[Skip to Content]
[Skip to Content Landing]
Article
January 16, 1892

THE INFLUENCE OF THE RECLINING POSTURE IN FEVERS UPON THE PRODUCTION OF OTITIS MEDIA.Read at a meeting of the Milwaukee Medical Society, Dec. 22, 1891.

Author Affiliations

OF MILWAUKEE, WIS.

JAMA. 1892;XVIII(3):77. doi:10.1001/jama.1892.02411070017001g
Abstract

It is generally accepted as a truism that the most frequent mode for propagation of an inflammation from the naso-pharynx to the middle ear is by direct extension along the mucous lining of the Eustachian tube. Any hindrance to drainage of the middle ear and tube occasioned by occlusion of the nose or pharynx is also recognized as a prolific cause of Eustachian salpingitis and otitis media. This is particularly marked in children, as their naso-pharynx is quite small in proportion to that of adults. Hence, the relatively greater number of acute aural affections in young people.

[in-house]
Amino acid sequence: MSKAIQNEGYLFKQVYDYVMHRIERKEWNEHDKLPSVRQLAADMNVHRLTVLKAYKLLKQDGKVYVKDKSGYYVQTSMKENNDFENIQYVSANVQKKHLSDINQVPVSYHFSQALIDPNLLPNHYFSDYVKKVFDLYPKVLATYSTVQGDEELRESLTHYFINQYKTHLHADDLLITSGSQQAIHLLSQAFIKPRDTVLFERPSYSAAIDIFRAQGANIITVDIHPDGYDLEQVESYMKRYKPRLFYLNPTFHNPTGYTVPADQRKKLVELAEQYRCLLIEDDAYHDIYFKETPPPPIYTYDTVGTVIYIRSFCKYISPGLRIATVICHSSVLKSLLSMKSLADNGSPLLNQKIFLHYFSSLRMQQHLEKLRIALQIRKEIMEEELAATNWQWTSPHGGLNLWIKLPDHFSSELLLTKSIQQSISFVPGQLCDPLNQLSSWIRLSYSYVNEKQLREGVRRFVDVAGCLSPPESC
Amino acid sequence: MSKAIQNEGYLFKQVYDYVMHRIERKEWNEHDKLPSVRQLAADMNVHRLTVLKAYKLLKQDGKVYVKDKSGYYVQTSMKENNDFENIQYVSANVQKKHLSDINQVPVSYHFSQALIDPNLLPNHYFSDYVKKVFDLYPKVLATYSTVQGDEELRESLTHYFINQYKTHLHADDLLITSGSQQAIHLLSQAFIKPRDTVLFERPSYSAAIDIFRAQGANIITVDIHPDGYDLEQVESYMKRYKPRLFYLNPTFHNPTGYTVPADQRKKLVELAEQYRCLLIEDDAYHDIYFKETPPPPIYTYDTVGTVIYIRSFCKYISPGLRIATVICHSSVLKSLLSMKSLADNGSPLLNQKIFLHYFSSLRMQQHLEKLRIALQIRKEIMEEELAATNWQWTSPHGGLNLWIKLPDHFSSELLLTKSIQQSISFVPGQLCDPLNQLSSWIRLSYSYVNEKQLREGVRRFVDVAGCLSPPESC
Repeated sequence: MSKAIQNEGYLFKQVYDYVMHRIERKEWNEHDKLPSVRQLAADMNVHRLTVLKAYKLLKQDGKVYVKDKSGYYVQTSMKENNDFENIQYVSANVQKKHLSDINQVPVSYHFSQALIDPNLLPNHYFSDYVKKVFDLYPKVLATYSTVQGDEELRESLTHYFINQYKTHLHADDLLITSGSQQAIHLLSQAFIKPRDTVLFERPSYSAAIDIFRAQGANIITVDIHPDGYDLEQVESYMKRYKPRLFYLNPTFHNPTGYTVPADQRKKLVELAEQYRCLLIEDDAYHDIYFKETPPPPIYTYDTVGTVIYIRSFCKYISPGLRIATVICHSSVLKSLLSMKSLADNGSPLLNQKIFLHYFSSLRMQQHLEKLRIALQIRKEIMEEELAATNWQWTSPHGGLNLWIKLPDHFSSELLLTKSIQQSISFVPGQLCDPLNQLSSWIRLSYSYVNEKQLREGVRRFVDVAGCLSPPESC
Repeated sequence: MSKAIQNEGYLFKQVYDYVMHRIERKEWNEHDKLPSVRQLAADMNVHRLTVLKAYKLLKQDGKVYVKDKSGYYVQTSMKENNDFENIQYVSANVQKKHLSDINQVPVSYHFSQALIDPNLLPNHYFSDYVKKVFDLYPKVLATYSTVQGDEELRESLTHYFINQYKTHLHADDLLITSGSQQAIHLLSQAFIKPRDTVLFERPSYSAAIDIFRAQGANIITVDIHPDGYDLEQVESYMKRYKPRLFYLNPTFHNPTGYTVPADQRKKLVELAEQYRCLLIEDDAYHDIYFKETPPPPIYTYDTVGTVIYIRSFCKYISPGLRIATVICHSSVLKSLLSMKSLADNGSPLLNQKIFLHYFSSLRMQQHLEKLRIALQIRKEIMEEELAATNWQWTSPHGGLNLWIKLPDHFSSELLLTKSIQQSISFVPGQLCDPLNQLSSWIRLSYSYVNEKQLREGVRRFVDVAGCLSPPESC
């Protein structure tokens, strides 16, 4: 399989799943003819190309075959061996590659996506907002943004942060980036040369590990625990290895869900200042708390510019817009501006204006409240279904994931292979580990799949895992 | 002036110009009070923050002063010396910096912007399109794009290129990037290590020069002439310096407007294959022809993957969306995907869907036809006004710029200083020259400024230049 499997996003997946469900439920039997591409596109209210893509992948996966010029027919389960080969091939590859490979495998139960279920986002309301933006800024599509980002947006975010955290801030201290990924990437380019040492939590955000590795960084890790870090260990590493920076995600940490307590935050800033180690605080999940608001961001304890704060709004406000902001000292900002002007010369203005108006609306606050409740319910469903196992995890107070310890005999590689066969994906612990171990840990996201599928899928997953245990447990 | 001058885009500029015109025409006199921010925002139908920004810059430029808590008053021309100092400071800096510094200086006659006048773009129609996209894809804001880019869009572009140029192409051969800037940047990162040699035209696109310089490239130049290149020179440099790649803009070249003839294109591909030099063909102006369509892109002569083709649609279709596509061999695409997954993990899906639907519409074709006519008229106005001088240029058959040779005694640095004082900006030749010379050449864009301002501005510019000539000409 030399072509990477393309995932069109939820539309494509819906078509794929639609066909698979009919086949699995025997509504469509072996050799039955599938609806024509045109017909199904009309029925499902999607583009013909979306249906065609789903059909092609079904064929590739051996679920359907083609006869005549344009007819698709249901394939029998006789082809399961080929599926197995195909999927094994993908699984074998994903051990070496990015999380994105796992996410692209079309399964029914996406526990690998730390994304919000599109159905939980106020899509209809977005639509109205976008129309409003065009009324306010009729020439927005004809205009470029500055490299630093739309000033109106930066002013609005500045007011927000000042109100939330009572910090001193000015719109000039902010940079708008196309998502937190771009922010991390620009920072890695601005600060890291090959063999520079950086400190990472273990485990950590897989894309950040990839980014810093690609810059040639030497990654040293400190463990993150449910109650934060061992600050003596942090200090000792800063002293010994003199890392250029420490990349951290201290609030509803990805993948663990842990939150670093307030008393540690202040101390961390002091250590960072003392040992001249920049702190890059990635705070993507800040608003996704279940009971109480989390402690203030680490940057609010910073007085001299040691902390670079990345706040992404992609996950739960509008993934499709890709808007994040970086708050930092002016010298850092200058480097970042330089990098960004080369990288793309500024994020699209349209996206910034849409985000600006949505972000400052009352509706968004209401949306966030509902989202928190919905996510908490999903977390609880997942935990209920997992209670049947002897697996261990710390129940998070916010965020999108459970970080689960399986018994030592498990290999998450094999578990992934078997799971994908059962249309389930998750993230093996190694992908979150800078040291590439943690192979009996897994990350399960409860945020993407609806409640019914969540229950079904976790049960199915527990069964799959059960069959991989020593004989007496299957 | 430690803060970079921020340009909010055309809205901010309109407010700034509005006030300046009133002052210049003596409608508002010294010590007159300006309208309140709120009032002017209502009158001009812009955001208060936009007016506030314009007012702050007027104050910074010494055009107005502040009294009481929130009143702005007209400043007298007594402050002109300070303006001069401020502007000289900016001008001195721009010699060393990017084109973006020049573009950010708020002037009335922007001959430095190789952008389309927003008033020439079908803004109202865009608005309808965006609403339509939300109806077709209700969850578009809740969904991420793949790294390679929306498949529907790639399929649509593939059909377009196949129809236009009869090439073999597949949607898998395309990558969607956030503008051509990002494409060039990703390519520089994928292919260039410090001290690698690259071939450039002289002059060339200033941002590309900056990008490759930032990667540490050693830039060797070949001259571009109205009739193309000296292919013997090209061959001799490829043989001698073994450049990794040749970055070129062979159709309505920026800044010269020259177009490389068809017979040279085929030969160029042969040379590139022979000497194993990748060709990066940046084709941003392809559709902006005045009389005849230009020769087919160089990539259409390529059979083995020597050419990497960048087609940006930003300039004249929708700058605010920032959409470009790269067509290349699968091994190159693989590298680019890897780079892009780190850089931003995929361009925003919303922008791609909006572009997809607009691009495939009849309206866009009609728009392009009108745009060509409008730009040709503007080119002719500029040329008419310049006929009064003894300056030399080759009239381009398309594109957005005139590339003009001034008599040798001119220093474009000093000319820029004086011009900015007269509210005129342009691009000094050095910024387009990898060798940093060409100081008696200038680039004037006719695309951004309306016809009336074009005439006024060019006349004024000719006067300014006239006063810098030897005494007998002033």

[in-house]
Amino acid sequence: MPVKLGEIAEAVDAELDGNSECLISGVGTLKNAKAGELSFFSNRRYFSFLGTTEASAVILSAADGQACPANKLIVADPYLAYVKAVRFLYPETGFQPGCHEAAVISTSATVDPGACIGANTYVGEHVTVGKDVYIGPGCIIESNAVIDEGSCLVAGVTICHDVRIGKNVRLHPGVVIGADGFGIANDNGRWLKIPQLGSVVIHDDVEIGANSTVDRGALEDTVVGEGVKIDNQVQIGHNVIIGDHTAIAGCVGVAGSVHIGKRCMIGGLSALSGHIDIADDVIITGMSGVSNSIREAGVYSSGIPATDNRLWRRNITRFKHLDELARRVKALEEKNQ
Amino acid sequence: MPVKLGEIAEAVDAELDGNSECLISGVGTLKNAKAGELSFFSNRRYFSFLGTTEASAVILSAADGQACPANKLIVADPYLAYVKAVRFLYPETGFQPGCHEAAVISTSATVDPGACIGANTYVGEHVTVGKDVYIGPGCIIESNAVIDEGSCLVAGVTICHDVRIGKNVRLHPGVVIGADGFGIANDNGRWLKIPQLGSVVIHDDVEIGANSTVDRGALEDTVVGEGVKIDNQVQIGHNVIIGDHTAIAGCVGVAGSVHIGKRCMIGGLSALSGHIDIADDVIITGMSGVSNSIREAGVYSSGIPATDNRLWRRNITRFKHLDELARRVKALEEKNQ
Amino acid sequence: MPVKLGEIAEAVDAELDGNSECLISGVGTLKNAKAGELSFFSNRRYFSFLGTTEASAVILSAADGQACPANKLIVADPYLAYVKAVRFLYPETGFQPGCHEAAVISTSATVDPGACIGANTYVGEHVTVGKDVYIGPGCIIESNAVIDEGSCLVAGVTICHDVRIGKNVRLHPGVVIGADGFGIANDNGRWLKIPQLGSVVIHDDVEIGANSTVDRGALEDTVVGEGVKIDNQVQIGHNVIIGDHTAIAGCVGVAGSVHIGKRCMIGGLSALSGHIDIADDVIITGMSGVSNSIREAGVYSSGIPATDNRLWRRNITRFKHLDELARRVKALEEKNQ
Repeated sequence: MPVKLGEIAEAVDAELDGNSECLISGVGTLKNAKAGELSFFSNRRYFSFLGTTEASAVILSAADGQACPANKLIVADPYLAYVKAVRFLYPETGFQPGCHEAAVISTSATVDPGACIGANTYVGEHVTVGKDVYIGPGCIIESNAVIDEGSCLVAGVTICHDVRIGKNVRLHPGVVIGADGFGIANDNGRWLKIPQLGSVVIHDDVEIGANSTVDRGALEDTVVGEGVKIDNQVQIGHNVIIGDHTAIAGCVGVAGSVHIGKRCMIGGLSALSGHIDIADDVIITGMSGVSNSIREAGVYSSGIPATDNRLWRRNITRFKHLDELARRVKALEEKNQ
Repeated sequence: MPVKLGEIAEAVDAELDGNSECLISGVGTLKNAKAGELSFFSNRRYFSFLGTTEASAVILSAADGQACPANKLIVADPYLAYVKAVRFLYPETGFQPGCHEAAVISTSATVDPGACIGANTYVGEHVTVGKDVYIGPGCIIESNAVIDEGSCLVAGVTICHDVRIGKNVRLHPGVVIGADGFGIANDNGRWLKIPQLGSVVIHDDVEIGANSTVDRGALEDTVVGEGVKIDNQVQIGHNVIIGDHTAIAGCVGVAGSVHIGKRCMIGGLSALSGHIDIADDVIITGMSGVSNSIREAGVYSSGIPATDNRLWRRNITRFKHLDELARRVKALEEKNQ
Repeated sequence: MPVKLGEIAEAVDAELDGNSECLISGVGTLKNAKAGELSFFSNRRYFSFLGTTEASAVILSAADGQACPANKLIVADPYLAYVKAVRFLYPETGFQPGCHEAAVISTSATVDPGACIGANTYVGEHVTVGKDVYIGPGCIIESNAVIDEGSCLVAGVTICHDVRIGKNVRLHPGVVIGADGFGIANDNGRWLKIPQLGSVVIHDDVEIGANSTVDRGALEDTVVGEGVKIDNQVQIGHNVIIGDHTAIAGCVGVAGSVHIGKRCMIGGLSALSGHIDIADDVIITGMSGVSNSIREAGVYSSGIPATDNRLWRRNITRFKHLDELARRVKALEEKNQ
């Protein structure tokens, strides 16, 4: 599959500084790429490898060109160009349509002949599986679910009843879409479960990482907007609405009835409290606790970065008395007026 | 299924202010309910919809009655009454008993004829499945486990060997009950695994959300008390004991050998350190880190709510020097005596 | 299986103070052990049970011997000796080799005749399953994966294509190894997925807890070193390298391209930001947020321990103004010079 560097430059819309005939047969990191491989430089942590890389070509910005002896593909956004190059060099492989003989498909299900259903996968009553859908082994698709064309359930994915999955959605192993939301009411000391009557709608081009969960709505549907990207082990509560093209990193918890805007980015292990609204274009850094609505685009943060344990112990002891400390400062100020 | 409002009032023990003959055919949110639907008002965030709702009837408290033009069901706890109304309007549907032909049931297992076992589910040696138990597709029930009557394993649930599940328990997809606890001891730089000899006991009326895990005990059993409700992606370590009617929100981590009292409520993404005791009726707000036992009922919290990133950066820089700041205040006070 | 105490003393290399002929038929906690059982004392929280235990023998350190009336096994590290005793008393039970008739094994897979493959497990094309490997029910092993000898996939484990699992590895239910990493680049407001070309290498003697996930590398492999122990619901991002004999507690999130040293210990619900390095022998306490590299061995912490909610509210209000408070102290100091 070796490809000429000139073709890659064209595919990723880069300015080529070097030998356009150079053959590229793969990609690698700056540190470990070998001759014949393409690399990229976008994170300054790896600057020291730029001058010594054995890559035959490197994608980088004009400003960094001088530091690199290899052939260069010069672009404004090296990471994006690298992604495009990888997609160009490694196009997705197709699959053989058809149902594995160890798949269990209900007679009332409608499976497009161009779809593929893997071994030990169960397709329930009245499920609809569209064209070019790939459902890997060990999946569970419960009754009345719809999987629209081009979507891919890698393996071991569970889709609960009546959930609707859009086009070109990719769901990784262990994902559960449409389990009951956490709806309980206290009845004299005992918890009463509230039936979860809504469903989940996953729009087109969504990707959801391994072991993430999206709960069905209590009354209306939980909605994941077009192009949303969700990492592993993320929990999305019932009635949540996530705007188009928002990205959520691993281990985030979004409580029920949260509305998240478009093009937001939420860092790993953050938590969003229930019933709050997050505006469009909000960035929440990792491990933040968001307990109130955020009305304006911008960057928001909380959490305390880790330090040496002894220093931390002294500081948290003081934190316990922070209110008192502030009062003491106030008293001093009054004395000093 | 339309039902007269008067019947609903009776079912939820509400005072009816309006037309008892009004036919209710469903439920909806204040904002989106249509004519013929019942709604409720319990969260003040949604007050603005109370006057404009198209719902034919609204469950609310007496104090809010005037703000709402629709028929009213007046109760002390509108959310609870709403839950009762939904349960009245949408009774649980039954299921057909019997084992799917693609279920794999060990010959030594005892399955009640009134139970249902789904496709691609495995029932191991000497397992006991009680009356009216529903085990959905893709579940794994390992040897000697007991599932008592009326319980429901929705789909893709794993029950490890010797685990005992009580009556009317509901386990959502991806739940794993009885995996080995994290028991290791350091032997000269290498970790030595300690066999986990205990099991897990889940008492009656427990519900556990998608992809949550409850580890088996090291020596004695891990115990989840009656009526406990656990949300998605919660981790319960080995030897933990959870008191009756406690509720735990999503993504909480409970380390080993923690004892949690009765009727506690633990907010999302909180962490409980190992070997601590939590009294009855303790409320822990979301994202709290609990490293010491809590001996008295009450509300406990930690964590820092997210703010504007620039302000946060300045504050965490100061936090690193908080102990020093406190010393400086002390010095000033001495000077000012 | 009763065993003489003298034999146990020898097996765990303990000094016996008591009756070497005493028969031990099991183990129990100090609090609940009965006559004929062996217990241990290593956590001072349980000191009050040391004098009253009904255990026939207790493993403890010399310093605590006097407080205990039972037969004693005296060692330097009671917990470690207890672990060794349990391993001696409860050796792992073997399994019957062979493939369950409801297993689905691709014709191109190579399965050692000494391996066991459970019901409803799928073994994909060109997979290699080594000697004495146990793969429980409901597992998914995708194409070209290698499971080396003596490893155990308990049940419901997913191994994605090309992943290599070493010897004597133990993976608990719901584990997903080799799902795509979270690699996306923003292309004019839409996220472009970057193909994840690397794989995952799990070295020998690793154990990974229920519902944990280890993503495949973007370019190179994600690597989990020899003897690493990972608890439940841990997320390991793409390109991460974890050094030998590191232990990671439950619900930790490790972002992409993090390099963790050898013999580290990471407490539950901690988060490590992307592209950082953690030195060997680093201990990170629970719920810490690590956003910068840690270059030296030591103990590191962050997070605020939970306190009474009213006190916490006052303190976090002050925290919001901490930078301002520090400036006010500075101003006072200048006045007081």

While these are the usual methods, a factor which may be overlooked is sometimes the actual cause, and in other cases an adjuvant of the inflammatory process. The recumbant position in any febrile disease, accompanied by inflammation of the upper air passages, leads to the accumulation of secretion from the nose and mouth

×